Acid reflux is a fairly common condition that occurs when stomach acids and other stomach contents back up into the esophagus through the lower esophageal sphincter (LES). The LES is a muscular ring located in the digestive tract where the esophagus meets the stomach. The LES opens to allow food into the stomach when you swallow, and then closes to prevent stomach contents from rising up into the esophagus. When the LES is weak or damaged it may not close properly. This allows harmful stomach contents to back up into the esophagus, causing acid reflux symptoms.
It is estimated that acid reflux affects up to of Americans.
See your doctor for testing if you:
- find yourself taking antacids on a daily basis
- experience acid reflux more than twice a week
- have symptoms that significantly affect your quality of life
Frequent acid reflux may indicate gastroesophageal reflux disease (GERD), a chronic, more severe form of acid reflux that can lead to serious health complications if it goes untreated.
When stomach contents repeatedly back up into your esophagus, it can cause a variety of symptoms. Symptoms depend on what organs are affected by the stomach acid. Not everyone with acid reflux will have the same symptoms.
Symptoms can range from mild to severe. Reflux symptoms are more common:
- when lying down or bending over
- after a heavy meal
- after a fatty or spicy meal
Acid reflux can occur at any time of day. However, most people tend to experience symptoms at night. This is because lying down makes it easier for acid to move up into the chest.
Heartburn is the most common symptom of acid reflux. Your stomach is protected from the corrosive effects of stomach acid. If your lower esophageal sphincter doesn’t prevent your stomach acid from leaking out of your stomach and into your esophagus, you will experience a painful burning sensation in your chest.
Heartburn can range from uncomfortable to painful. However, the severity of the burning sensation doesn’t necessarily indicate lasting or permanent injury to the esophagus.
If the backwash of stomach acid rises all the way to the back of your throat or your mouth, it can cause a sour or bitter taste in your mouth. You may also have a burning sensation in your throat and mouth.
Some people experience regurgitation. This is the feeling of liquid, food, or bile moving up your throat, rather than down. In some cases, people may even vomit. However, vomiting is rare in adults.
Infants and children with gastroesophageal reflux (GER) may experience repeated regurgitation. This can be harmless and perfectly natural in infants under 18 months old. According to the National Digestive Diseases Information Clearinghouse, about half of all infants experience reflux in the first three months of life.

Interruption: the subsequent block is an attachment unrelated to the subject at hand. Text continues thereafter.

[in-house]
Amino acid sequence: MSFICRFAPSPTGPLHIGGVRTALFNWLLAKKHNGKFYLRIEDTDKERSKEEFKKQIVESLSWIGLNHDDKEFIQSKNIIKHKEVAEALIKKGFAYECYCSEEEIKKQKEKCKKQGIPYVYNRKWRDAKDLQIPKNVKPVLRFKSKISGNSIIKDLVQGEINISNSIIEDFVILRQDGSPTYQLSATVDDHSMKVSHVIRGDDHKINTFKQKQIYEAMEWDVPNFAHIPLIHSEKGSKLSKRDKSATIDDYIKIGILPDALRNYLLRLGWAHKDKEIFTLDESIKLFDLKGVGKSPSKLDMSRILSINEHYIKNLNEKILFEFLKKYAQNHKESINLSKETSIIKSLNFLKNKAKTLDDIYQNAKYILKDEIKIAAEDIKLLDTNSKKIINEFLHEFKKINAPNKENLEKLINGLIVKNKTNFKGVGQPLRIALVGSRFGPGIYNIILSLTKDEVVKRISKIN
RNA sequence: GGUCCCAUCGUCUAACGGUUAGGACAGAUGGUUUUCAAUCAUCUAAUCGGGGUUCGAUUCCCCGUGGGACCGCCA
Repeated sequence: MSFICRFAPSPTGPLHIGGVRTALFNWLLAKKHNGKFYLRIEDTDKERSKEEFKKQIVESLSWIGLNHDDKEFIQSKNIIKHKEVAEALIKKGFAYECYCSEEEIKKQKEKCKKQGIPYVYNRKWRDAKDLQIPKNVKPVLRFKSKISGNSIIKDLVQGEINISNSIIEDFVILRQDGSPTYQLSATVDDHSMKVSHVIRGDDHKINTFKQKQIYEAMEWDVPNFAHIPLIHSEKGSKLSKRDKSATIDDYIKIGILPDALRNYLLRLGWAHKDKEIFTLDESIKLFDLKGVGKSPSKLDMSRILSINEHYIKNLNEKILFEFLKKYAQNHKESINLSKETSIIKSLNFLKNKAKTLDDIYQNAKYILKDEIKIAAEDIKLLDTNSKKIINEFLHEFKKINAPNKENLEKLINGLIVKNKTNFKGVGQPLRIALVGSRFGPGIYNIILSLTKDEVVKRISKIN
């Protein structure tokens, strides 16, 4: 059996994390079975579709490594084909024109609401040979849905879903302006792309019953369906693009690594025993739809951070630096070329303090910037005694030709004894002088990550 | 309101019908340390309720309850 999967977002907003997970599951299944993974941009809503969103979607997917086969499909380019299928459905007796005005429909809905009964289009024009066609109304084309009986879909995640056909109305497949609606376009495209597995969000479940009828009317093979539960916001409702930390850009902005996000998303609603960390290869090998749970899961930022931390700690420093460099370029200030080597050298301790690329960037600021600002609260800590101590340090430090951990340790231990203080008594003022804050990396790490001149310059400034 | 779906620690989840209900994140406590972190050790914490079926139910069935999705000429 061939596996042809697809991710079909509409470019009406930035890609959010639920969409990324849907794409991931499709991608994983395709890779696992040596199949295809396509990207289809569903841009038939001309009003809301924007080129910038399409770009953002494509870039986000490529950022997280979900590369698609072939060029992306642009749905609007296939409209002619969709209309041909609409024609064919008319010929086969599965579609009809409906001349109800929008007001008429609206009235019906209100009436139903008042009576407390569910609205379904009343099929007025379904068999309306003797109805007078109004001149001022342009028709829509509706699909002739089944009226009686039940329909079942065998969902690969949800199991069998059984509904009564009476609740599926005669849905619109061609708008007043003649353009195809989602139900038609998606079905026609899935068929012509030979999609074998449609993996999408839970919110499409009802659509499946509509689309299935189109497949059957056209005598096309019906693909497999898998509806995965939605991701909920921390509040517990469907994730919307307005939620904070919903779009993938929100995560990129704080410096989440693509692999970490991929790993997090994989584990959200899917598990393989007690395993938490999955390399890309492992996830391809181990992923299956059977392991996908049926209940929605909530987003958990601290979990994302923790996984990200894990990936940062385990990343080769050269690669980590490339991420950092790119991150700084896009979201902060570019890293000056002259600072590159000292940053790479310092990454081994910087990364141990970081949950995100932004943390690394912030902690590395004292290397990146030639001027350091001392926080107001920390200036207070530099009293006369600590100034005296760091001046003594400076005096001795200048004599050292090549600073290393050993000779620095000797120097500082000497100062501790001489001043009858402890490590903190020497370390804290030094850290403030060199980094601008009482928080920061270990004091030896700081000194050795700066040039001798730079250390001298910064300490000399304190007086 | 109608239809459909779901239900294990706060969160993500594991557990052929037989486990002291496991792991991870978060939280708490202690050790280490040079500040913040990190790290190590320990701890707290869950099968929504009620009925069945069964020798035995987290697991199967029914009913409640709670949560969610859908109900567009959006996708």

Dyspepsia is a burning feeling and discomfort in the upper middle part of your stomach. It’s known as indigestion. Heartburn can be a symptom of dyspepsia. Pain can be intermittent.
Some people with dyspepsia may:
- feel bloated
- have heartburn
- feel uncomfortably full
- be nauseated
- have an upset stomach
- vomit or burp a lot
These symptoms should be taken seriously. They can potentially signify the presence of another disorder called peptic ulcer disease. Such ulcers cause their own chronic symptoms and can bleed on occasion. In a few cases, if left untreated, they can burrow all the way through the stomach leading to a medical emergency called perforation.
Difficulty swallowing, or dysphagia, affects at least every year. This is a condition in which swallowing is difficult or painful. There are many potential causes of dysphagia. In addition to GERD, it can be caused by:
Acid reflux can irritate the throat. Common symptoms include:
Some adults and most children under age 12 with GERD don’t experience heartburn, the most common symptom of acid reflux. Instead, they experience other reflux symptoms.
Dry cough is a common symptom of reflux in children and adults. Adults may also experience the sensation of having a lump in the throat. They may feel like they need to repeatedly cough or clear their throat.
Reflux often exacerbates asthma symptoms in children and adults. Symptoms such as wheezing are worsened by stomach acid irritating the airways.
According to the American College of Gastroenterology, GERD accounts for 22 to 66 percent of visits to the emergency room for noncardiac chest pain. However, the symptoms are often similar enough to warrant taking them seriously and getting checked out for a more serious condition like a heart attack.
Seek emergency medical treatment immediately if you experience:
- heartburn that seems different or worse than normal
- severe chest pain
- a squeezing, tightening, or crushing sensation in your chest
Emergency care is especially important if pain occurs during physical activity or is accompanied by:
- shortness of breath
- pain radiating through your left arm, shoulder, back, neck, or jaw
In addition to heart attack, GERD symptoms can also signal other serious medical problems. Call 911 if your stools are maroon or tar-black or you vomit material that is black and resembles coffee grounds or bloody. These could be signs you are bleeding into your stomach, often due to peptic ulcer disease.